Fittingly, Renaissance Golf Design was involved with restoration of the 13th green and 14th tee before expanding the 2nd green in 2017. Hole locations in the middle and back tiers of of the 11th green were then scheduled for extension the following year.
Tom Doak commented as follows in his January 2020 newsletter:
“I only got over to play the course where I pay to belong for a half-dozen rounds last year, but I was also there for several days with Brian Schneider in September to rebuild the diabolical green at the par-3 11th. Our friends at the PGA Tour tell us they won’t use a hole location that has more than 2% of slope; I wonder what they would have made of the middle and back tiers of the 11th, which each had 6% of slope, separated by a tier that was 9%? We wound up lowering the back of the green by more than two feet to make it all work, and I think we are right on the cusp of people thinking we didn’t do enough.”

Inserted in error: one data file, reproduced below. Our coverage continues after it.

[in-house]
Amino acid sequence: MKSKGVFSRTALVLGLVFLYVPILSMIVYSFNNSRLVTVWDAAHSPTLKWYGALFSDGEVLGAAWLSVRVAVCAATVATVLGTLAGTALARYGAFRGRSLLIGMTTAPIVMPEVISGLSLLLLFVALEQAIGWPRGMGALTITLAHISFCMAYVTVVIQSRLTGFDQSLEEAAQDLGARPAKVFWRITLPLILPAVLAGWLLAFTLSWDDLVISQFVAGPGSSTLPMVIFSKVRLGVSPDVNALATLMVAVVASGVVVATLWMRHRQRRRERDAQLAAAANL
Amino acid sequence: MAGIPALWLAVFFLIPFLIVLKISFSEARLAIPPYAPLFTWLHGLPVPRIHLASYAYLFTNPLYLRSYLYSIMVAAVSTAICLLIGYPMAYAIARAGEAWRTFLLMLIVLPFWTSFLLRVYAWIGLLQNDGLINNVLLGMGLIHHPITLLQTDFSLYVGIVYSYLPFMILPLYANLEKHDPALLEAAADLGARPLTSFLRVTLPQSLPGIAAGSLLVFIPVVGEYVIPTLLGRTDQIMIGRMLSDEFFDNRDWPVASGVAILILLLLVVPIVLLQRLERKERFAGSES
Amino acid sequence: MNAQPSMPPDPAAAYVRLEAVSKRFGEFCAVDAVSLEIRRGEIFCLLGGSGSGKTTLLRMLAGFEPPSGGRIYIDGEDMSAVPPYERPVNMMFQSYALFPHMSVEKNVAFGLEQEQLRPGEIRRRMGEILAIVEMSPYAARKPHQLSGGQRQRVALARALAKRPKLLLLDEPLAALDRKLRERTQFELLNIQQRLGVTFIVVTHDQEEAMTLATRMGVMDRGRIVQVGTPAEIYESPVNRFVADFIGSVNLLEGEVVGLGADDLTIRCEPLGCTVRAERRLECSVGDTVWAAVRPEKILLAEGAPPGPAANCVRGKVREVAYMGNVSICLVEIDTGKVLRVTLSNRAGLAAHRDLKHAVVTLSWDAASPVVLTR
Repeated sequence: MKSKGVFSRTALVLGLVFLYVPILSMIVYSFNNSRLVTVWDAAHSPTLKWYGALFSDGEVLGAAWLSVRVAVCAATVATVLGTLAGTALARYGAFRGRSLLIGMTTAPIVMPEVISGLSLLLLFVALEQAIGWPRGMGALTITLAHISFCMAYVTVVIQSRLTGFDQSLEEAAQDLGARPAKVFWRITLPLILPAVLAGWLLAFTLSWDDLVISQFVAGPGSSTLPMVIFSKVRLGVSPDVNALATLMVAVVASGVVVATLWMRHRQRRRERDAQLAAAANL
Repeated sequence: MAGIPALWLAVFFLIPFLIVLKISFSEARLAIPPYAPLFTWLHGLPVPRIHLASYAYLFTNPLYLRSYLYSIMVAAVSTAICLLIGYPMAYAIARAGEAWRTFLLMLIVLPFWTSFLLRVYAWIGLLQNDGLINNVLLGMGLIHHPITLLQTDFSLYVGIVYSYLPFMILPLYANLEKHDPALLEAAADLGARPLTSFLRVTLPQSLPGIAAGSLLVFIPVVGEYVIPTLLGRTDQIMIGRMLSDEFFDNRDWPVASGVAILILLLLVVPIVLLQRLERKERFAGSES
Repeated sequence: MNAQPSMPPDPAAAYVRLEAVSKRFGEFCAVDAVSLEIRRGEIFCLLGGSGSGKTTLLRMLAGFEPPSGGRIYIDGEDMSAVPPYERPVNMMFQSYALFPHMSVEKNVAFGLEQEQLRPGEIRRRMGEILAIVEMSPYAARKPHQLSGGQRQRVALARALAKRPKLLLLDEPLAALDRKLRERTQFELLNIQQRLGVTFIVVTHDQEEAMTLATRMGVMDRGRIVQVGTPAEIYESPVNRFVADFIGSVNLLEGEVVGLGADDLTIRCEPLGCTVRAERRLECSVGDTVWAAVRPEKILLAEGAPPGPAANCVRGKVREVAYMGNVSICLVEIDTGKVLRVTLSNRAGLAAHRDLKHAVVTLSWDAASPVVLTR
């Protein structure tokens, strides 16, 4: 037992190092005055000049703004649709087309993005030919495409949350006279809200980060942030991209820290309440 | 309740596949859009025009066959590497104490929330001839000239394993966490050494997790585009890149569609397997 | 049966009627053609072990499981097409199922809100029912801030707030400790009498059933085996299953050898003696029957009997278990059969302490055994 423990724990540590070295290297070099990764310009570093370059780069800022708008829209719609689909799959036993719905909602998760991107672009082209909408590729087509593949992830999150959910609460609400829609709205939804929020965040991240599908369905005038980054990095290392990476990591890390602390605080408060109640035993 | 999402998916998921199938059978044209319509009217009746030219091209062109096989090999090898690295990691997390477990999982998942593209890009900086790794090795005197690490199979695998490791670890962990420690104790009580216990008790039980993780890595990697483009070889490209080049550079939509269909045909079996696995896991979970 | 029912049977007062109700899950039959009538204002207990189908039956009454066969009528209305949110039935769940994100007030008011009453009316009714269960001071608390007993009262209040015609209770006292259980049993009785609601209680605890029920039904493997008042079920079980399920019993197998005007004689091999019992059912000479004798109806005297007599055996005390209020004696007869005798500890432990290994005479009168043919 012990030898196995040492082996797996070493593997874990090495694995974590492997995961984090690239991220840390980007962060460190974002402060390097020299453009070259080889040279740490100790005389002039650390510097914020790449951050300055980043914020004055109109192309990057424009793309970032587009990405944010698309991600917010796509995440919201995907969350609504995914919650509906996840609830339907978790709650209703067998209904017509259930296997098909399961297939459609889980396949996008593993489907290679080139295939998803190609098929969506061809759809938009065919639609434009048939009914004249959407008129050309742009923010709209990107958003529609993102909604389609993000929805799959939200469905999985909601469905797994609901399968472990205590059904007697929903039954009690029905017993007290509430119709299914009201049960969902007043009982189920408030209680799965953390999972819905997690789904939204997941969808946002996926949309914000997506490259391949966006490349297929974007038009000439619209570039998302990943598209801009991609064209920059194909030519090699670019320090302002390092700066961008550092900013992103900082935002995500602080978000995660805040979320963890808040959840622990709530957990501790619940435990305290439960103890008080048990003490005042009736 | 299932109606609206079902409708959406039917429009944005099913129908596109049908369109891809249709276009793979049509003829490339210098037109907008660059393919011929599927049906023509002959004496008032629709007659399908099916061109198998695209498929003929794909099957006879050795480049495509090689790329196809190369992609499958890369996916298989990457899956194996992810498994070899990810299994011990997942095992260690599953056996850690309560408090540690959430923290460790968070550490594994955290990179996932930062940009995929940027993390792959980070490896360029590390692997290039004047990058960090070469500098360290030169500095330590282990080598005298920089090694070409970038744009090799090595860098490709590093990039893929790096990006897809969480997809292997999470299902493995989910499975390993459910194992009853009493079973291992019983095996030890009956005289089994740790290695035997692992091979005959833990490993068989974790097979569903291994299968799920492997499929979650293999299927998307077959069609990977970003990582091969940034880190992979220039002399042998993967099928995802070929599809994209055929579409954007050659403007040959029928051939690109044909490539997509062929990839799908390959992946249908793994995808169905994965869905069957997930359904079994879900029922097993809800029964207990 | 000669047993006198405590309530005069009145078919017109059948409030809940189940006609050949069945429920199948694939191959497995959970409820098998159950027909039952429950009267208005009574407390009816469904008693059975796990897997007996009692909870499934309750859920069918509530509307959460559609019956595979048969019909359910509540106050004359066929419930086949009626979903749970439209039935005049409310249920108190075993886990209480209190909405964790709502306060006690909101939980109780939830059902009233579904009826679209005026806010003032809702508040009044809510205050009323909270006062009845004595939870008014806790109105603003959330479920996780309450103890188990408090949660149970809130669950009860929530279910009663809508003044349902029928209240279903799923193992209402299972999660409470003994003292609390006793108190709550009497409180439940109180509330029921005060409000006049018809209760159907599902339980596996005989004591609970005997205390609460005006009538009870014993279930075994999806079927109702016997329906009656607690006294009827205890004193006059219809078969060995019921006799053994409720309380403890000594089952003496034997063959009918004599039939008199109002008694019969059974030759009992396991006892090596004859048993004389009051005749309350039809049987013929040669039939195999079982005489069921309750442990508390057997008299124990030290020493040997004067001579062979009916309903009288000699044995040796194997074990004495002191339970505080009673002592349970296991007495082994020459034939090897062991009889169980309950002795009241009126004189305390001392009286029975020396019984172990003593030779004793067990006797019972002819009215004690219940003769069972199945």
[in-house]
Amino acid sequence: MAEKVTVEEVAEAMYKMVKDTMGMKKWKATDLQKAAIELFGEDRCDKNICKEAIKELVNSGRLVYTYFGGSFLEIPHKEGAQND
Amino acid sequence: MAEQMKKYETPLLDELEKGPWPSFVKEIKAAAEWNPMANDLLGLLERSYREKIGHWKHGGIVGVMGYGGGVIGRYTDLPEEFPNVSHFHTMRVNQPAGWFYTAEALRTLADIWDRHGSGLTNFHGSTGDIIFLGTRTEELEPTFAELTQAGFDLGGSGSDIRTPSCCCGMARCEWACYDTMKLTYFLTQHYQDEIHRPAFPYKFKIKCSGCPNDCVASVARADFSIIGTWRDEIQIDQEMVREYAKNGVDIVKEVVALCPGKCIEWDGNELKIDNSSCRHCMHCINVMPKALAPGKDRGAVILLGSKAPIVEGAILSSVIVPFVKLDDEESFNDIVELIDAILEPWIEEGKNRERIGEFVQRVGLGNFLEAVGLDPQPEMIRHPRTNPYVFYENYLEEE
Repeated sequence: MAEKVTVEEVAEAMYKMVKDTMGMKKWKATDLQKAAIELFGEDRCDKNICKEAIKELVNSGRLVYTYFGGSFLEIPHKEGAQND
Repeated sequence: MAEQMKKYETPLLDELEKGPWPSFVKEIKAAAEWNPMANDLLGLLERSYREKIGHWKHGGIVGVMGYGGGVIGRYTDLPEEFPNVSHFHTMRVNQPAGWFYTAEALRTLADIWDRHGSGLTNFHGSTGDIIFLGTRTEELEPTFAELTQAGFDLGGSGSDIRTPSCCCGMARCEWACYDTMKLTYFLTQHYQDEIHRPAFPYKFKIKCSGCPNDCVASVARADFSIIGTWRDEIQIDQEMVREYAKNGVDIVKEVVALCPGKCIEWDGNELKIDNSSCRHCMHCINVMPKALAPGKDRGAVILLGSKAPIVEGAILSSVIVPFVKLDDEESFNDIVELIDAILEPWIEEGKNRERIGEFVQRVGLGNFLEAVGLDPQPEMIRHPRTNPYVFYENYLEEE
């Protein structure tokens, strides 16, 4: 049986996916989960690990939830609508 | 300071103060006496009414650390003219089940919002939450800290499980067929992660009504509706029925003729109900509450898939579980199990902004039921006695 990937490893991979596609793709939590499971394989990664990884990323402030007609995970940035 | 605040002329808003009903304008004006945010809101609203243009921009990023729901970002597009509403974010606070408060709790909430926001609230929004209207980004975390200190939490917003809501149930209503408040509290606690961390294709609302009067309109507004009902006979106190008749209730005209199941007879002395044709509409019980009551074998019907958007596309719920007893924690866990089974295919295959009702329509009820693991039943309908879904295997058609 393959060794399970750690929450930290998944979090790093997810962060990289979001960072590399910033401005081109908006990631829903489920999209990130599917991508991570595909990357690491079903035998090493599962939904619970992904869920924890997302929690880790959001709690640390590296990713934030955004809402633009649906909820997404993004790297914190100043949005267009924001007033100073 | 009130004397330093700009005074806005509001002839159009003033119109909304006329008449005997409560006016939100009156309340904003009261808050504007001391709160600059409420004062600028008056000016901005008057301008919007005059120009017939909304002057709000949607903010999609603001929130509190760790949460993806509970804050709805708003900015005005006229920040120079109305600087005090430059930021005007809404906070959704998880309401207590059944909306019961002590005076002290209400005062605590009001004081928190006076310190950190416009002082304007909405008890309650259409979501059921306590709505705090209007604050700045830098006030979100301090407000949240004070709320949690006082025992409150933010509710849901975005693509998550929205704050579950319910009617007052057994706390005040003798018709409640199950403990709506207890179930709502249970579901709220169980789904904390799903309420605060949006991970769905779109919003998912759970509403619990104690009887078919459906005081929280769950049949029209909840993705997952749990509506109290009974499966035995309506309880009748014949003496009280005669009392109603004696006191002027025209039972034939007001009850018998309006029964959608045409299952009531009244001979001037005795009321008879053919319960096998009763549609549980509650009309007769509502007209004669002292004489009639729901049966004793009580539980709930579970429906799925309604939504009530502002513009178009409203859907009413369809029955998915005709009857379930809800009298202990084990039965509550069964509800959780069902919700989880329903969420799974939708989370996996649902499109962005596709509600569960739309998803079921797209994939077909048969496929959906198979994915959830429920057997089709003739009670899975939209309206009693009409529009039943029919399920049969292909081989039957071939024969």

Many of the greens are spectacular in their designs but the contours combined with the modern agronomic advances have led to a disconnect of several of the greens from their complexes as a whole. Pin positions become unusable, entire greens (#11 in particular) become hazards unto themselves and it stops working as the club insists on extreme greens speeds. This has already led to wholesale changes at Mackenzie's Pasatiempo in California. Will Michigan follow California? Hopefully NOT! Also working against an extremely lofty (top 10 or 20) position for Crystal is the long disconnecting walk up from #11 to #12 and the relative banality of holes 12-16 compared to what has already come afore save some of their greens. After skillfully utilizing such fantastic land as holes 1-11 are built on, one walks straight up a paved path for far too long to reach nearly billiard-table land for a group of generally so-so holes. The par 5 16th is particularly disappointing as it has one of the less interesting green complexes following a virtual pasture of fairway deplete of any and all obstacles. #17 is either brilliant or brilliantly insane, but we do know that with tight fairways the hole will only play one or two ways in the end, sad for such a wonderful hilltop skyline greensite. Number eighteen is rather an ordinary hole with only a modicum of strategic thought required.